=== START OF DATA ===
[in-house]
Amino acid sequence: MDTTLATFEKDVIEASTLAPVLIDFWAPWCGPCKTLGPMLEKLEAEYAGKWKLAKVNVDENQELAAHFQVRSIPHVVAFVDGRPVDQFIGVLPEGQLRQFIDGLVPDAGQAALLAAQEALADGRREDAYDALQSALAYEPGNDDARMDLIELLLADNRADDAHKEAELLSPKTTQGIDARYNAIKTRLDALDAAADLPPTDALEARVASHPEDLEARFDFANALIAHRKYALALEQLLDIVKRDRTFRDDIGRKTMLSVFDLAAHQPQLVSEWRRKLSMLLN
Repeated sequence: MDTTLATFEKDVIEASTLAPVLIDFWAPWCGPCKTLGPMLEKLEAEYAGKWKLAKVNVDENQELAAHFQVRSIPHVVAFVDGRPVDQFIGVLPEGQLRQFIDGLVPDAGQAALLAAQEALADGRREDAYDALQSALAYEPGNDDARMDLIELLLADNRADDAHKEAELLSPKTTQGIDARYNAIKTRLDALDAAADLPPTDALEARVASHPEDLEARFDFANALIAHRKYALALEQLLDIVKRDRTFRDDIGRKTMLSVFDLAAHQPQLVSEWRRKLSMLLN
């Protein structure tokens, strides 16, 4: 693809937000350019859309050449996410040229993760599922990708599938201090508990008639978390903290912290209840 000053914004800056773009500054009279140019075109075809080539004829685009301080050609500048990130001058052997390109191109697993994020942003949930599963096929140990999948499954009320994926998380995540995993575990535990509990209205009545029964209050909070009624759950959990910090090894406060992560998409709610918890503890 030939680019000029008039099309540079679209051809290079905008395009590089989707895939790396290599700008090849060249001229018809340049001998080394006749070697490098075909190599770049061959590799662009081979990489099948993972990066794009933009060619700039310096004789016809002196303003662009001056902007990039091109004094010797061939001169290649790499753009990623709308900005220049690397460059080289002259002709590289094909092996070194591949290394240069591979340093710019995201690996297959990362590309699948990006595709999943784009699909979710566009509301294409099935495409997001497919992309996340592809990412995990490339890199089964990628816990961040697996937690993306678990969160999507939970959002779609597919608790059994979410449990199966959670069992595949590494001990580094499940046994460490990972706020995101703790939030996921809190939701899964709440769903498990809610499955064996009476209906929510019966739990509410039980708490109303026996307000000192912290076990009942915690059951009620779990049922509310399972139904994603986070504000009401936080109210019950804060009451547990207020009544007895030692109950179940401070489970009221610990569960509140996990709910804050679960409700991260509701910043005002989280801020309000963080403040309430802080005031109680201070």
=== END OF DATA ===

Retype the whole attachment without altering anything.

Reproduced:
[in-house]
Amino acid sequence: MDTTLATFEKDVIEASTLAPVLIDFWAPWCGPCKTLGPMLEKLEAEYAGKWKLAKVNVDENQELAAHFQVRSIPHVVAFVDGRPVDQFIGVLPEGQLRQFIDGLVPDAGQAALLAAQEALADGRREDAYDALQSALAYEPGNDDARMDLIELLLADNRADDAHKEAELLSPKTTQGIDARYNAIKTRLDALDAAADLPPTDALEARVASHPEDLEARFDFANALIAHRKYALALEQLLDIVKRDRTFRDDIGRKTMLSVFDLAAHQPQLVSEWRRKLSMLLN
Repeated sequence: MDTTLATFEKDVIEASTLAPVLIDFWAPWCGPCKTLGPMLEKLEAEYAGKWKLAKVNVDENQELAAHFQVRSIPHVVAFVDGRPVDQFIGVLPEGQLRQFIDGLVPDAGQAALLAAQEALADGRREDAYDALQSALAYEPGNDDARMDLIELLLADNRADDAHKEAELLSPKTTQGIDARYNAIKTRLDALDAAADLPPTDALEARVASHPEDLEARFDFANALIAHRKYALALEQLLDIVKRDRTFRDDIGRKTMLSVFDLAAHQPQLVSEWRRKLSMLLN
């Protein structure tokens, strides 16, 4: 693809937000350019859309050449996410040229993760599922990708599938201090508990008639978390903290912290209840 000053914004800056773009500054009279140019075109075809080539004829685009301080050609500048990130001058052997390109191109697993994020942003949930599963096929140990999948499954009320994926998380995540995993575990535990509990209205009545029964209050909070009624759950959990910090090894406060992560998409709610918890503890 030939680019000029008039099309540079679209051809290079905008395009590089989707895939790396290599700008090849060249001229018809340049001998080394006749070697490098075909190599770049061959590799662009081979990489099948993972990066794009933009060619700039310096004789016809002196303003662009001056902007990039091109004094010797061939001169290649790499753009990623709308900005220049690397460059080289002259002709590289094909092996070194591949290394240069591979340093710019995201690996297959990362590309699948990006595709999943784009699909979710566009509301294409099935495409997001497919992309996340592809990412995990490339890199089964990628816990961040697996937690993306678990969160999507939970959002779609597919608790059994979410449990199966959670069992595949590494001990580094499940046994460490990972706020995101703790939030996921809190939701899964709440769903498990809610499955064996009476209906929510019966739990509410039980708490109303026996307000000192912290076990009942915690059951009620779990049922509310399972139904994603986070504000009401936080109210019950804060009451547990207020009544007895030692109950179940401070489970009221610990569960509140996990709910804050679960409700991260509701910043005002989280801020309000963080403040309430802080005031109680201070």